A surgeon, who can correct deformity, scars and disfigurement caused by accidents, birth defects and treat diseases like skin cancer (melanoma), is called a plastic surgeon. A plastic surgeon also performs surgeries purely based on cosmetic purposes, e.g. rhinoplasty. The first plastic surgeon of the U.S. was Dr. John Peter Mettauer who performed his first surgery of cleft palate in the year 1827. Plastic surgeons perform various levels of surgeries on human body to beautify and restructure it. The main surgeries performed by plastic surgeons:
Reconstructive surgeries: The most common surgeries in the reconstructive section are breast reconstruction, palate surgery, cleft lip, surgery for patients suffering from burns called contracture surgery. Another technique called microsurgery is performed where tissue is transferred from one place to another where tissue is damaged and needs replacement.
Cosmetic surgery: The most famous and common surgery in the area of plastic surgery is cosmetic surgery and is performed purely from beautification point of view. Cosmetic surgery also known as aesthetic surgery is done just to enhance the beauty of any part and may possibly be a reconstructive surgery. The surgery improves the beauty or looks of any part of the body and is usually referred with the name of that particular part of the body. For e.g. Abdominoplasty (tummy tuck - reconstruction of the abdomen), Blepharoplasty (eyelid surgery) - application of permanent eyeliner or reshaping the eyelids.
Cosmesis: Another common procedure called as cosmesis is a blend of reconstructive plastic surgery and cosmetic plastic surgery. In the process of reconstructive surgery, cosmetic surgery techniques are utilized thus improving cosmesis.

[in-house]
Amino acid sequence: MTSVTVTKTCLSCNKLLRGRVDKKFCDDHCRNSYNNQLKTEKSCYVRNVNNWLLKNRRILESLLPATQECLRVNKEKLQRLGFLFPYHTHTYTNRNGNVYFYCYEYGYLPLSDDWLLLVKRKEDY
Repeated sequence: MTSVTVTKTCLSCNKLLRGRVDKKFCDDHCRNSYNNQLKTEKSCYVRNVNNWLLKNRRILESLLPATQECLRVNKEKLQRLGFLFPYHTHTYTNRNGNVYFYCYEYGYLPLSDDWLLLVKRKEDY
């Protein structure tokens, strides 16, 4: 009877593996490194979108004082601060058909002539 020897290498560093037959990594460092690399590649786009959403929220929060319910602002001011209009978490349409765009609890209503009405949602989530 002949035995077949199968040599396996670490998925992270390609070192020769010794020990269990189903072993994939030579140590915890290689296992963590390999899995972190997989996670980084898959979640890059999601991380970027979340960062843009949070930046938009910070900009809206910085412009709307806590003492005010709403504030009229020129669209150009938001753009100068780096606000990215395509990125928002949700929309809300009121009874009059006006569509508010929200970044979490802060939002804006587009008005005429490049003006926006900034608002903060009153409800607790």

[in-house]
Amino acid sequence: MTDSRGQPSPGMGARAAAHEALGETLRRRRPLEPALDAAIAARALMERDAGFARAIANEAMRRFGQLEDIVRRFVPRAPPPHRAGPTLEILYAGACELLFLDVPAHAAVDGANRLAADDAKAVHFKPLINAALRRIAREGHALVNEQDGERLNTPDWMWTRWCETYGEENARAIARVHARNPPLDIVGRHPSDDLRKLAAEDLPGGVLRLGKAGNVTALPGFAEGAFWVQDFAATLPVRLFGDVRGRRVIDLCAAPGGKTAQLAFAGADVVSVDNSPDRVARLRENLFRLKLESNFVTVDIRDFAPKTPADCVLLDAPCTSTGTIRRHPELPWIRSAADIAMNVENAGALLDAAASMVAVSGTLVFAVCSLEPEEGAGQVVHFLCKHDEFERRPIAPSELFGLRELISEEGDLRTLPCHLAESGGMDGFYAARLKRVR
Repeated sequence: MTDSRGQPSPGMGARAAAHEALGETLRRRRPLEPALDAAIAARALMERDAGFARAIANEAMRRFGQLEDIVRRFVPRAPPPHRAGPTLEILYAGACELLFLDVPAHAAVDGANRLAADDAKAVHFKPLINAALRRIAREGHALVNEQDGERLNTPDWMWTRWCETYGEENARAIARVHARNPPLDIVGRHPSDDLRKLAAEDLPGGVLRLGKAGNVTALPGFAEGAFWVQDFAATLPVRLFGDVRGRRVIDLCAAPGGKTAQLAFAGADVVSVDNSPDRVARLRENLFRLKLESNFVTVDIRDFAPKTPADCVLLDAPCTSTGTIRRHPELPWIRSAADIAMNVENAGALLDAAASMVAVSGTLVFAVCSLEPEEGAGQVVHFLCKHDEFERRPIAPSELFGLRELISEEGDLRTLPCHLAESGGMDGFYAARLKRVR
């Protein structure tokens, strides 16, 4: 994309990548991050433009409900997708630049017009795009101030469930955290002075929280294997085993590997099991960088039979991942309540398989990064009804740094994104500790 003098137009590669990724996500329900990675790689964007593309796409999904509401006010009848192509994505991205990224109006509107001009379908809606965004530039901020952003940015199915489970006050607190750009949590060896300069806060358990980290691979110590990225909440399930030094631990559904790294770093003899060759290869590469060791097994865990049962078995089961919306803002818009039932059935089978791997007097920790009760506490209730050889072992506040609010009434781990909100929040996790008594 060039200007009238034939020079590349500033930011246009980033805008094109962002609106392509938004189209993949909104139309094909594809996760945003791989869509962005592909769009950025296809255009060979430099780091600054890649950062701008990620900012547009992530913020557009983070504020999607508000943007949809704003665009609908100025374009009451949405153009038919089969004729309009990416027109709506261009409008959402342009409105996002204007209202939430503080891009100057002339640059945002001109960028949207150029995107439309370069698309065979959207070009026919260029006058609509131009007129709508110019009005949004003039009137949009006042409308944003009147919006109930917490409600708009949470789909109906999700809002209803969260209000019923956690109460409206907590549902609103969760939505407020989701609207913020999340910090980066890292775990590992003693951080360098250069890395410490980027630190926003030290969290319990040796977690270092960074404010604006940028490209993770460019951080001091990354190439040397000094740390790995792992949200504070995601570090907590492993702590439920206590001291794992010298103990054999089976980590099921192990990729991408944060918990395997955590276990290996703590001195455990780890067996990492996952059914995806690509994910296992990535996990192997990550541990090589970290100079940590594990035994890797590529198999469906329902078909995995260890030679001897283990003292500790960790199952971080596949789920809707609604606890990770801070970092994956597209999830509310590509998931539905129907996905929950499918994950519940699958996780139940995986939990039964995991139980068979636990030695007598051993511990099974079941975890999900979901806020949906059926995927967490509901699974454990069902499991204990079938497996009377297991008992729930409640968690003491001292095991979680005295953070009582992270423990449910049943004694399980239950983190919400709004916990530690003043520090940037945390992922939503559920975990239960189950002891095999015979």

In addition to these branches of plastic surgery, there are also surgeries such as craniofacial surgery - mainly dealing with pediatric deformities, maxillofacial surgery - improvement of the jaw and the face.
The risk of handing over your beauty lies with the plastic surgeon. Ensure your surgeon is
Latest trends in plastic surgery
Proctoplasty is the plastic surgery of the anus or rectum. Reconstructive surgery and anaplasty are other broader terms for proctoplasty. Proctoplasty is performed predominantly on children born with ano-rectal anomalies. There are cases born without any opening at the anus. Congenital fistulae may be present in some infants. Surgery alone affords cure to cases of this nature. While cases born without any opening at the anus are treated as an emergency procedure, fistulae treatment can be delayed for about two to three years. For these cases, proctoplasty is an operation of choice, whenever possible.
Proctoplasty is also at times done during hemorrhoidectomy. Proctoplasty extends the removal of tissue higher into the anal canal so that redundant anal lining is also removed. Recently, transanal endoscopic assisted proctoplasty, which is considered as a safe procedure is adopted for anatomical reconstruction of the anorectum. In significant proportion of patients, it is also used for contemporaneous closure of the sigmoidostomy with imperforate anus without fistula. This is a novel surgical approach with less potential associated complications.